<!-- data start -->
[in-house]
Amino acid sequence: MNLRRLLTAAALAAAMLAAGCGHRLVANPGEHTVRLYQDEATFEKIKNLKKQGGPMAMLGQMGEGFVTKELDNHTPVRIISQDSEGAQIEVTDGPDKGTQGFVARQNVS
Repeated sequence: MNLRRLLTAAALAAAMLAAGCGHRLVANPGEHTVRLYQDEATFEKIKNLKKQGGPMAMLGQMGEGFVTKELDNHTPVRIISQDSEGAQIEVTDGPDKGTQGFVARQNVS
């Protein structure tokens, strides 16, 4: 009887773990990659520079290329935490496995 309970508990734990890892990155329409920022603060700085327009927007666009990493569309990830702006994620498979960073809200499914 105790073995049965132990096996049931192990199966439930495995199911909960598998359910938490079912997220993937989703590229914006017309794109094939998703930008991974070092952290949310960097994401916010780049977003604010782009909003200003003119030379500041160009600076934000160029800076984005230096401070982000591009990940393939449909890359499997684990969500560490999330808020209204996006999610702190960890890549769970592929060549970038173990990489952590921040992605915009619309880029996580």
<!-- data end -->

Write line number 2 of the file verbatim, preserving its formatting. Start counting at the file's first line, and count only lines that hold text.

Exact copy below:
Amino acid sequence: MNLRRLLTAAALAAAMLAAGCGHRLVANPGEHTVRLYQDEATFEKIKNLKKQGGPMAMLGQMGEGFVTKELDNHTPVRIISQDSEGAQIEVTDGPDKGTQGFVARQNVS